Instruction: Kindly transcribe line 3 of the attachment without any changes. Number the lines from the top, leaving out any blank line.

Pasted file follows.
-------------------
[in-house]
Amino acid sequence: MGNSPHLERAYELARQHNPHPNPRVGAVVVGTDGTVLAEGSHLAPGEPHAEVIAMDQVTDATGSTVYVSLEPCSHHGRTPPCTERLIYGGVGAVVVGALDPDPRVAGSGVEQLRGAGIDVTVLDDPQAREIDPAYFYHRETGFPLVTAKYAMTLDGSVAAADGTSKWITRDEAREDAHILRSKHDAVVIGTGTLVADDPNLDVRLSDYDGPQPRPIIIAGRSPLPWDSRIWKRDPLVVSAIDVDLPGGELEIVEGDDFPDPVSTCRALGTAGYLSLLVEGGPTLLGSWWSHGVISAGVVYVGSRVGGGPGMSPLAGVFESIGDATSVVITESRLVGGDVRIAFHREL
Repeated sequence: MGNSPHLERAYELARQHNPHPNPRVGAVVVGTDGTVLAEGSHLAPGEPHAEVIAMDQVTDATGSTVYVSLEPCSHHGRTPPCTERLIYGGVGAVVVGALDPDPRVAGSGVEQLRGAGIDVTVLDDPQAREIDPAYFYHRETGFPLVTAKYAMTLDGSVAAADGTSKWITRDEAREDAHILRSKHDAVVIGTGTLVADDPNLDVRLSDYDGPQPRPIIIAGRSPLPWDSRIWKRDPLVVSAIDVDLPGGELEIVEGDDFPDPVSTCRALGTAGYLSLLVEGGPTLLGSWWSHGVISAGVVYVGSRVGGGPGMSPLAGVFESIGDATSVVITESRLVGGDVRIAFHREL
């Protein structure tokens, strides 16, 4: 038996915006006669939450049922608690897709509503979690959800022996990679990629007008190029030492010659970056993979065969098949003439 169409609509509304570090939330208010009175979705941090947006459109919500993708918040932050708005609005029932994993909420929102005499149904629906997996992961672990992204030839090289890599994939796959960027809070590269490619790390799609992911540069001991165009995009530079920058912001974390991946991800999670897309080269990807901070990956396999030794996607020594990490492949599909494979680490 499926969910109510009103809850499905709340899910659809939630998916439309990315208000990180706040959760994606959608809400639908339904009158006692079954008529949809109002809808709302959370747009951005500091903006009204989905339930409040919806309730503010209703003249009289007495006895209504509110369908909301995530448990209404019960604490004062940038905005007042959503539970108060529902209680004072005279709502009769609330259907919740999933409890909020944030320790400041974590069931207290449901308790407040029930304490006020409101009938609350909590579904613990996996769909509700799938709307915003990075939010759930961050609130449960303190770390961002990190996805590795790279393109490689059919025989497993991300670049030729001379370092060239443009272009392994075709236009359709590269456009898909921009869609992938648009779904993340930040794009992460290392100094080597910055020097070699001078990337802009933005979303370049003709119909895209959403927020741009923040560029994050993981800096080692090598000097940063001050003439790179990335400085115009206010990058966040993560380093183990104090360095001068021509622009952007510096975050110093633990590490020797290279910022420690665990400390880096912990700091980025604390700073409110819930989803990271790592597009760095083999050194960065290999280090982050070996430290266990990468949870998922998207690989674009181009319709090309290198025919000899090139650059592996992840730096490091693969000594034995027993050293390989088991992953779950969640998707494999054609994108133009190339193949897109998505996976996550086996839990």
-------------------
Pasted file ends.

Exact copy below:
Repeated sequence: MGNSPHLERAYELARQHNPHPNPRVGAVVVGTDGTVLAEGSHLAPGEPHAEVIAMDQVTDATGSTVYVSLEPCSHHGRTPPCTERLIYGGVGAVVVGALDPDPRVAGSGVEQLRGAGIDVTVLDDPQAREIDPAYFYHRETGFPLVTAKYAMTLDGSVAAADGTSKWITRDEAREDAHILRSKHDAVVIGTGTLVADDPNLDVRLSDYDGPQPRPIIIAGRSPLPWDSRIWKRDPLVVSAIDVDLPGGELEIVEGDDFPDPVSTCRALGTAGYLSLLVEGGPTLLGSWWSHGVISAGVVYVGSRVGGGPGMSPLAGVFESIGDATSVVITESRLVGGDVRIAFHREL